South Korea's Manager Checks European Based Players Ahead of World Cup

Shin Tae-Yong, the South Korean national team manager took a two week trip to Europe to check on European based players in France and England as he starts to think about his World Cup squad selection. He checked on Troyes striker Suk Hyun-Jun, Swansea’s Ki Sung-yueng, Tottenham’s Son Heung-min and Crystal Palace’s Lee Chung-Yong.

Shin had some interesting comments from his discussions with Son’s manager Mauricio Pochettino, he told Shin that, “Son normally plays as a winger but he (Pochettino) thinks Son can do well as a lone striker or in a front two.” There is no doubt that Son will be one of the first names on the South Korean team sheet in Russia, and considering his current Spurs form he will carry the majority of Korea’s hopes as the nation will be looking at him as a player who is capable of dragging them into the last 16.

When Shin spoke about Ki and Lee, he mentioned that Ki was in a ‘good condition’ at Swansea and Lee has said he wants to go to the World Cup. Shin has however pointed out that Lee’s situation is a lot more precarious than Ki’s. While Ki hasn’t been playing at Swansea because he’s been injured, Lee, on the other hand, is out of favour, out of the squad, and completely out of contention at Crystal Palace. Shin has said Lee’s situation has to change if he has any chance of going to Russia, be that a transfer away from Crystal Palace or a loan. So as things stand it’s looking ominous for Lee unless he moves away from Palace if you read into Shin’s comments but Ki seems to have one foot in Russia.  

Suk’s place doesn’t seem assured either, and this may be in some part down to the performances of South Korea in the East Asian Championships recently where they had no problems scoring goals. This is in contrast to their World Cup qualifying campaign where goals were difficult to come by as they stumbled over the qualifying line in Uzbekistan at their host’s expense. It could be argued that the opposition was stronger in qualifying, but are the likes of Syria really a stronger opponent than China and North Korea? The performances of Kim Shinwook, in particular, could be troublesome for Suk as he really excelled during the East Asia Championship and has been mentioned regularly by Shin.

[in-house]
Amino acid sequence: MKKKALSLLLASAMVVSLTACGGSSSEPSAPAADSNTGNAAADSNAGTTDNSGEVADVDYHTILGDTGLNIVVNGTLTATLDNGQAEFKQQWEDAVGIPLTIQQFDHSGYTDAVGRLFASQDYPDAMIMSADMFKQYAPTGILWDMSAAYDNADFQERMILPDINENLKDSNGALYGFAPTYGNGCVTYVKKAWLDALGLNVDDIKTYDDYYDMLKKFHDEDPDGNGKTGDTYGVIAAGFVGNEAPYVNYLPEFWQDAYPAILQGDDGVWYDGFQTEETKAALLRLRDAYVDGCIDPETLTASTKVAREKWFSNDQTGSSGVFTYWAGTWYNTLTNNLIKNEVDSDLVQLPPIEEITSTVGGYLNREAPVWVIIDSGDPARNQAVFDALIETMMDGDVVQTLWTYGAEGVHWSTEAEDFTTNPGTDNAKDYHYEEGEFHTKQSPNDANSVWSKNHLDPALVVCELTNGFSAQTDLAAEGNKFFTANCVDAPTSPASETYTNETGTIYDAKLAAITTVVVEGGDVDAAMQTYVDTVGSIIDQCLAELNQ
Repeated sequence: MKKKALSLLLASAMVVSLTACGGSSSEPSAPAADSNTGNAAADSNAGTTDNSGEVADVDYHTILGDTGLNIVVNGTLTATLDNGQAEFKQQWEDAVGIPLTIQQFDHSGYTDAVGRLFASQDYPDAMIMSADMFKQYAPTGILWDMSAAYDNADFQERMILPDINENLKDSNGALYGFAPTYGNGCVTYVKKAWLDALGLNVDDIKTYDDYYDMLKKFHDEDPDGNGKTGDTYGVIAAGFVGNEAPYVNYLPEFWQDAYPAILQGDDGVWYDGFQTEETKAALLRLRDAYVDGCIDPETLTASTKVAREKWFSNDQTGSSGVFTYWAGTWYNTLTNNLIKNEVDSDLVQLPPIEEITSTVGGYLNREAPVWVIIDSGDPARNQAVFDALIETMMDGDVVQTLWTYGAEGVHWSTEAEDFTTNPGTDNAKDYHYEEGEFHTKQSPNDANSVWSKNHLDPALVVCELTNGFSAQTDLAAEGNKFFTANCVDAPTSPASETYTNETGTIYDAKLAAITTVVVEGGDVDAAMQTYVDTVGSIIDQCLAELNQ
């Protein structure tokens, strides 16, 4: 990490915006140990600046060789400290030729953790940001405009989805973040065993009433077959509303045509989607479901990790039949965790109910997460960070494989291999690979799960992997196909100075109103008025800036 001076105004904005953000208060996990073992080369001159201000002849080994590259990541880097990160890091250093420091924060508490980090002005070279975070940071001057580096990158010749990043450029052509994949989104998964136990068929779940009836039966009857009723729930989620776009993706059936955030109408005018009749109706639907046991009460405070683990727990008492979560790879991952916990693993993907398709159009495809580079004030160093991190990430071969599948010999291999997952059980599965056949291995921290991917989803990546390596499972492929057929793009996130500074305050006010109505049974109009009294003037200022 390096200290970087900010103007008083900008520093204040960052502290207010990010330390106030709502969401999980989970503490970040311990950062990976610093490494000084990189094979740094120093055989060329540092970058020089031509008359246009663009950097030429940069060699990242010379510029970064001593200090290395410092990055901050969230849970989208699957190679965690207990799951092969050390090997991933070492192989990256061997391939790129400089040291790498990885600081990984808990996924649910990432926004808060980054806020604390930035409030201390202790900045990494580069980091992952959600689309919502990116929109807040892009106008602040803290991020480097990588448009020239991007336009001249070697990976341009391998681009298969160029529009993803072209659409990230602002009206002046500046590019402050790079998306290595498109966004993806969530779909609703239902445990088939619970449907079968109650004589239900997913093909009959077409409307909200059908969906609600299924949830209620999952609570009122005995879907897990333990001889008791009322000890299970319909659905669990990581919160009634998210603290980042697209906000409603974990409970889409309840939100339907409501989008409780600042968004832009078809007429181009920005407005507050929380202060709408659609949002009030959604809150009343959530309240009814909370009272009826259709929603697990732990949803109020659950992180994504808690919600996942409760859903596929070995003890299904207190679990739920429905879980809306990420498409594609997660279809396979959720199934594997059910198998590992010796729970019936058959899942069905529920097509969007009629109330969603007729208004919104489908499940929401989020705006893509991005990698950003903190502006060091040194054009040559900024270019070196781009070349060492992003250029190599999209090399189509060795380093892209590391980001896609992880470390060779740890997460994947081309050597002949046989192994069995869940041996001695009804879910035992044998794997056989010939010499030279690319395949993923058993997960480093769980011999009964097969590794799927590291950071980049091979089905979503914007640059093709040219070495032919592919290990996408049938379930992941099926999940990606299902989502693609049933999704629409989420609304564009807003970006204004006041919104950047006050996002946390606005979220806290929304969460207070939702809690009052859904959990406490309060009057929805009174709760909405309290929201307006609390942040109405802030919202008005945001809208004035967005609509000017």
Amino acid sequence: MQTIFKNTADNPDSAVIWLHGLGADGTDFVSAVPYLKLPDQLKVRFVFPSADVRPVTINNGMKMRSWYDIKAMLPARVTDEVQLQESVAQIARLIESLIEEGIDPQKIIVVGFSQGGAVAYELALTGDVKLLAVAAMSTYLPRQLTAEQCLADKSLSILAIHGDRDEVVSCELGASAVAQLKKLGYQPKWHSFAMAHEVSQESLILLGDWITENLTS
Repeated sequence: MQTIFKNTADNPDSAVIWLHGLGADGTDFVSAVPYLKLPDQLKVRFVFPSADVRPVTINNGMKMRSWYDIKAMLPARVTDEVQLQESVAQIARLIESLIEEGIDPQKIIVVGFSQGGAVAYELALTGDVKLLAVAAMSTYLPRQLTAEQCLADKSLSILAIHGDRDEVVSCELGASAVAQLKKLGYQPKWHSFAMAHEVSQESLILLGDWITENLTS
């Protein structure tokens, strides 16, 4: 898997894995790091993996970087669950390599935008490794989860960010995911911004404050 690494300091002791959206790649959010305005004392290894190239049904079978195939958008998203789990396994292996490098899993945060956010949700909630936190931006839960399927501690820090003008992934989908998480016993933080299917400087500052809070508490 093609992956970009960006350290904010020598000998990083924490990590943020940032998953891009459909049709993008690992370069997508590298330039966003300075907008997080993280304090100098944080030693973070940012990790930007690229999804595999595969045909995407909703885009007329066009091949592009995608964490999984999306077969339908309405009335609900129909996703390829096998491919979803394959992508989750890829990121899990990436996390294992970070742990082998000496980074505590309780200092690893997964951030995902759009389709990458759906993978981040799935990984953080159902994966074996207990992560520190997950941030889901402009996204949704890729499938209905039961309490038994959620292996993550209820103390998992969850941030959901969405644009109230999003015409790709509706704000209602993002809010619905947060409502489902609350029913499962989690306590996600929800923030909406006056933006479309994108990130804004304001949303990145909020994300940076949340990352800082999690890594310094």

Grouped with Germany, Mexico and Sweden in the World Cup, Shin has already stated that he considers Koreas opponents to have superior ability insisting the team will be selected based on the player's ability to run more than the opposition.  Run and outwork the other teams seems to be the plan Shin has in mind, and it’s not such a bad idea as many a lower league side has defeated a ‘bigger’ club with this mentality.  

In the end, whoever Shin picks, if Korea manages to brush off their underdog tags and battle their way through the group by ‘outfighting’ the illustrious nations they’ve been paired with; then the whole squad will rightly go down as legends.

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